UMass Chan Medical School Faculty Publications


Spirituality and Physical Activity and Sedentary Behavior among Latino Men and Women in Massachusetts

UMMS Affiliation

Division of Preventive and Behavioral Medicine, Department of Medicine; UMass Worcester Prevention Research Center

Publication Date


Document Type



Behavior and Behavior Mechanisms | Health Psychology | Medicine and Health | Multicultural Psychology | Race and Ethnicity | Religion


INTRODUCTION: To examine the relationships between spirituality and physical activity and sedentary behavior in a sample of Latino adults in Massachusetts.

DESIGN: This is a cross-sectional analysis of the Lawrence Health and Well Being Study; a study that was conducted among patients at the Greater Lawrence Family Health Center (GLFHC) in Lawrence, Massachusetts.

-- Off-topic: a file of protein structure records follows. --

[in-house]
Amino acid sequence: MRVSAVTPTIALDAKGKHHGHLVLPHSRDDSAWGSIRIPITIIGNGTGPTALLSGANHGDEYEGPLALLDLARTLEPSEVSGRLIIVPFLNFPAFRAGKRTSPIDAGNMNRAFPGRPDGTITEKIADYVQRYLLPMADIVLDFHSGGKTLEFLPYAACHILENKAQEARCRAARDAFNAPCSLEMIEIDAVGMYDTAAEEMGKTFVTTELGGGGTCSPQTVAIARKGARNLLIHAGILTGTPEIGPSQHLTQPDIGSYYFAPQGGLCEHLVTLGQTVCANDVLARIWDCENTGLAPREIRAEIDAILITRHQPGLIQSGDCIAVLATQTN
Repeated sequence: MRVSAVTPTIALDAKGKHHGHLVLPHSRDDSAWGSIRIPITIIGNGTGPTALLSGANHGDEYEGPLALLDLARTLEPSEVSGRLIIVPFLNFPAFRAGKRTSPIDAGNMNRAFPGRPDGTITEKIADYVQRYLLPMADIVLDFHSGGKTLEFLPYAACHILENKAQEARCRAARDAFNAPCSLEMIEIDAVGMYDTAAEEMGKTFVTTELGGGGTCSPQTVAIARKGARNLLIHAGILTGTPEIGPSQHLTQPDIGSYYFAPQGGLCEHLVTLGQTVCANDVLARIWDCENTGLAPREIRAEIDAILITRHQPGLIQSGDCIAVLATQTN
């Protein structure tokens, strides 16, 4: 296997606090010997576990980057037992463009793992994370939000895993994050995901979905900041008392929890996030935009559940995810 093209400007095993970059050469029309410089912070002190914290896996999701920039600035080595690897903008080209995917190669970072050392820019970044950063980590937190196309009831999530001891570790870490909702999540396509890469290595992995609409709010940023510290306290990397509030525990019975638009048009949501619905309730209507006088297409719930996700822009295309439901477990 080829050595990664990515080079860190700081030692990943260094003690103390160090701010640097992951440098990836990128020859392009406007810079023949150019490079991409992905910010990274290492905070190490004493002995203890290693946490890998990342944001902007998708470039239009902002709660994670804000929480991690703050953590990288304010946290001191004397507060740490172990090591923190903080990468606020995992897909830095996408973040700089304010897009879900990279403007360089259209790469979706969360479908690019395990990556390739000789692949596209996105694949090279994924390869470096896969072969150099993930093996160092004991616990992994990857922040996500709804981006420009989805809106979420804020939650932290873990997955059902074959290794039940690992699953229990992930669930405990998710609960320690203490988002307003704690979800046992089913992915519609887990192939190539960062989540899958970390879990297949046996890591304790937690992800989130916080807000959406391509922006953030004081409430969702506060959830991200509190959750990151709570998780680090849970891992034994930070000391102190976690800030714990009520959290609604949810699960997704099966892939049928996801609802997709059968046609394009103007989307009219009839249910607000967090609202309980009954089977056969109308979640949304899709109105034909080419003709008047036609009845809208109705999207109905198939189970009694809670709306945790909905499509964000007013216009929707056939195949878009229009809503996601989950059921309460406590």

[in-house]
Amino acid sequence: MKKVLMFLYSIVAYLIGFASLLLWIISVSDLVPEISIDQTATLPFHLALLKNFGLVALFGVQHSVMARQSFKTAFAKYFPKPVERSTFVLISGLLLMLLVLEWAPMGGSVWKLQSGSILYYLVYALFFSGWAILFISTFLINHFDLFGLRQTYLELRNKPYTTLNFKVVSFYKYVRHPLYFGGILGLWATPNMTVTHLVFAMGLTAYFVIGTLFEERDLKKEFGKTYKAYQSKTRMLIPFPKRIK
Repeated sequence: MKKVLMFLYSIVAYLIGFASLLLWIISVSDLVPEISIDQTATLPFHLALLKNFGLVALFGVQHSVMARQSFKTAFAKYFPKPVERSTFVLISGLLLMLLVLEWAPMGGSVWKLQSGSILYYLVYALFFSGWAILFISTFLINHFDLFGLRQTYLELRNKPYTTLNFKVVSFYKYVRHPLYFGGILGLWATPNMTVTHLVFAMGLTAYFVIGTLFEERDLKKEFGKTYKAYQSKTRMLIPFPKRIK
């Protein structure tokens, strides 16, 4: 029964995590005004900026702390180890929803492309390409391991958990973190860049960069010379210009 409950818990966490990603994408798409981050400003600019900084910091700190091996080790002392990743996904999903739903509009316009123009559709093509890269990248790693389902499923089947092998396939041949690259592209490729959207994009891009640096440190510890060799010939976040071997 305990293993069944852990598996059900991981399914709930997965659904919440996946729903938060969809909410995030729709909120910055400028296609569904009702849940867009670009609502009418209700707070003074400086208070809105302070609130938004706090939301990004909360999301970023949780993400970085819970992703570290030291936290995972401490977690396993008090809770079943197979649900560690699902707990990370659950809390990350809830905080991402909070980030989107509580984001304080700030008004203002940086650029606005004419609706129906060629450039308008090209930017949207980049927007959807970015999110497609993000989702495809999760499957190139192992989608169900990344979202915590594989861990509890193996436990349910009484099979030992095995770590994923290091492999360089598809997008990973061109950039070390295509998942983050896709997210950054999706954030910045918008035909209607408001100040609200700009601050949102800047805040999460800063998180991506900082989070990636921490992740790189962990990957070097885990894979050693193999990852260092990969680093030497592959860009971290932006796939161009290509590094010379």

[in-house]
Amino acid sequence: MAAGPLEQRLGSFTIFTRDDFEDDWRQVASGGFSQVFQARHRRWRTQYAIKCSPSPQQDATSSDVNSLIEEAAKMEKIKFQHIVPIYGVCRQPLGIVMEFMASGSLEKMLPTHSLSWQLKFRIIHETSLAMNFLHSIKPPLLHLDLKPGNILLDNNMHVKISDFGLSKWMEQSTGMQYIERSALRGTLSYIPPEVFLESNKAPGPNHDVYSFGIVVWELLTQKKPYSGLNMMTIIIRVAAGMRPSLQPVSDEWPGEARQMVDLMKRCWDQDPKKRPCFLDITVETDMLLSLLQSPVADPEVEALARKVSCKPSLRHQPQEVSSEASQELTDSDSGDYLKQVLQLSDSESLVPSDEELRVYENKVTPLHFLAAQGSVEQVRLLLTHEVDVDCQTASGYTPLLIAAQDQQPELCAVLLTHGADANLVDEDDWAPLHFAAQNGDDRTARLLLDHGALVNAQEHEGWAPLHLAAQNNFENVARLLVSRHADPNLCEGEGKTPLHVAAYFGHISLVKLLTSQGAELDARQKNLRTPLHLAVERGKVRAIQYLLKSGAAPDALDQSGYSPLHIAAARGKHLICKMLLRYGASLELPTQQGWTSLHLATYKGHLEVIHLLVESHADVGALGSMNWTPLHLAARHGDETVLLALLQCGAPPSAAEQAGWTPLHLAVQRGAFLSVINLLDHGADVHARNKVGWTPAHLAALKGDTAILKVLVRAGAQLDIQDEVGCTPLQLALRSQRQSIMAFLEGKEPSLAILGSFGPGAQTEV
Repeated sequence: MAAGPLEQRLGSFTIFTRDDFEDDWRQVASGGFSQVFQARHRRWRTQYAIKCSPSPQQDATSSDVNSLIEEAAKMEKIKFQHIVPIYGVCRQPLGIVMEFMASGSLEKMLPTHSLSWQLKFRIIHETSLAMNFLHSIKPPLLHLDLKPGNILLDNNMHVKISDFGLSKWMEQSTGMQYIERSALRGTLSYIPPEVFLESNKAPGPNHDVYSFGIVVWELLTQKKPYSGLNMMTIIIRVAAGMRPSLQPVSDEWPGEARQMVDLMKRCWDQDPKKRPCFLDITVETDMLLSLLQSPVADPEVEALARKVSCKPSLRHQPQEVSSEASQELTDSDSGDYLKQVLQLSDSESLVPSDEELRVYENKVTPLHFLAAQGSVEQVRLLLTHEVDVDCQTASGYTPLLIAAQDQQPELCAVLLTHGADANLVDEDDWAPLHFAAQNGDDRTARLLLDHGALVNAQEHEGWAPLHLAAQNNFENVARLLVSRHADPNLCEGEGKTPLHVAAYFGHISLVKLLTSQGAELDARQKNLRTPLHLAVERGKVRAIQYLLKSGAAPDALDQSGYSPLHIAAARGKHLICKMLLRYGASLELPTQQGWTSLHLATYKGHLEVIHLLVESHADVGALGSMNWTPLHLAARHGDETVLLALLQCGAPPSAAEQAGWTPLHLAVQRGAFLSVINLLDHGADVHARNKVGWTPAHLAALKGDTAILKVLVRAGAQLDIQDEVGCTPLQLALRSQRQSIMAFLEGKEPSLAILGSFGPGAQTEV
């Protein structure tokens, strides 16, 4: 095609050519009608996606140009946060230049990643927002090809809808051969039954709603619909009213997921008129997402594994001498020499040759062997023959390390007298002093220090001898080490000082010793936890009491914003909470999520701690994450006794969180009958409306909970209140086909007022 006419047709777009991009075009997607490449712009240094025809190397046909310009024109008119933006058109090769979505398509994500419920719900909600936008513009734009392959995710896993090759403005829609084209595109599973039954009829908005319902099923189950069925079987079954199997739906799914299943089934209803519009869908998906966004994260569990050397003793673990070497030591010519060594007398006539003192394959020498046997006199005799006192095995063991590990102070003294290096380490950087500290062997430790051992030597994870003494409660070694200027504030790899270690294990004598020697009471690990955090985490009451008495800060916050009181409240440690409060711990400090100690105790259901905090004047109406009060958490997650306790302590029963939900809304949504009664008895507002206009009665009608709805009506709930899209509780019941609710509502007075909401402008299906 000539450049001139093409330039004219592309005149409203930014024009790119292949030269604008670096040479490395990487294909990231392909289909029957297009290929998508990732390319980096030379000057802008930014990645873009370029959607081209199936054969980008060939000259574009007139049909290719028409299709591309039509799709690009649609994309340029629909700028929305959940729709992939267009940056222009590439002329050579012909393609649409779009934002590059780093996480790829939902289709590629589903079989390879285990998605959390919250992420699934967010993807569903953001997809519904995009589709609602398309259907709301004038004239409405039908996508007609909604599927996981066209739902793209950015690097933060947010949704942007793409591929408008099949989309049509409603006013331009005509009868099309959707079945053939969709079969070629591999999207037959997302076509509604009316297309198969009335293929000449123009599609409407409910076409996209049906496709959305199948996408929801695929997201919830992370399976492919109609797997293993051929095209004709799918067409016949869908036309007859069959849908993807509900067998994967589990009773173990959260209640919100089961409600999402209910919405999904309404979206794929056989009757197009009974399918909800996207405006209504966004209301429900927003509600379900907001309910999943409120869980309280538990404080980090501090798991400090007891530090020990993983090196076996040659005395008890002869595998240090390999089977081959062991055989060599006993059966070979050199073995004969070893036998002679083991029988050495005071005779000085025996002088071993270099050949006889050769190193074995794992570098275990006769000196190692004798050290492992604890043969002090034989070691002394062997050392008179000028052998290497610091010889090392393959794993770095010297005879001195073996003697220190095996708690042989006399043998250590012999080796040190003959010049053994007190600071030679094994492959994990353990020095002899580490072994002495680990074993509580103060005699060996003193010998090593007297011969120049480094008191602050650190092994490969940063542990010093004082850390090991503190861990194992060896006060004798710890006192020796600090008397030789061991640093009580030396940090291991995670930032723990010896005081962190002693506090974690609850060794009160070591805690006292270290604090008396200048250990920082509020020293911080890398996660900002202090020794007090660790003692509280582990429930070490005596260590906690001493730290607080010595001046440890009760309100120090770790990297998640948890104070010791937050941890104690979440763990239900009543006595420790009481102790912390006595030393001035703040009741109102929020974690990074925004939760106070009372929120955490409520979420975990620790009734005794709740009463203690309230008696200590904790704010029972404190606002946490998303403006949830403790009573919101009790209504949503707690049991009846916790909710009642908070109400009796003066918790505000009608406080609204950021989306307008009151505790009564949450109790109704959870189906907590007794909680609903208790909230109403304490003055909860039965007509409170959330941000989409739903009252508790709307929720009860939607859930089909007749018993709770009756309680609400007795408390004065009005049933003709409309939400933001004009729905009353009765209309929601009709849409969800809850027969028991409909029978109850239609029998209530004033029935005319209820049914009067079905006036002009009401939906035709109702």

PARTICIPANTS: 602 Latino or Hispanic adults aged 21 to 85 years completed the study.

RESULTS: There was a significant negative relationship between spirituality and sedentary behavior (beta= -.12, p = .004). Although not statistically significant, higher spirituality was associated with increased odds of engaging in physical activity. There were no significant associations between spirituality and physical activity among men or women. Men with greater spirituality were significantly less sedentary (beta = -.17, P = .005). There was no relationship between sedentary behavior and spirituality among women.

CONCLUSIONS: This study found that individuals who are more spiritual are also less sedentary, and this association was stronger in men than women. Findings provide insight for developing future interventions to promote activity in this high-risk population, which has been greatly understudied. Future research endeavors should consider investigating the impact of spirituality-based messages to reduce sedentary behavior among Latinos.


Ethnic Group, Hispanic, Physical Activity, Sedentary Lifestyle, Spirituality

DOI of Published Version



Ethn Dis. 2017 Jan 19;27(1):3-10. doi: 10.18865/ed.27.1.3. Link to article on publisher's site

Related Resources

Link to Article in PubMed

Journal/Book/Conference Title

Ethnicity and disease

PubMed ID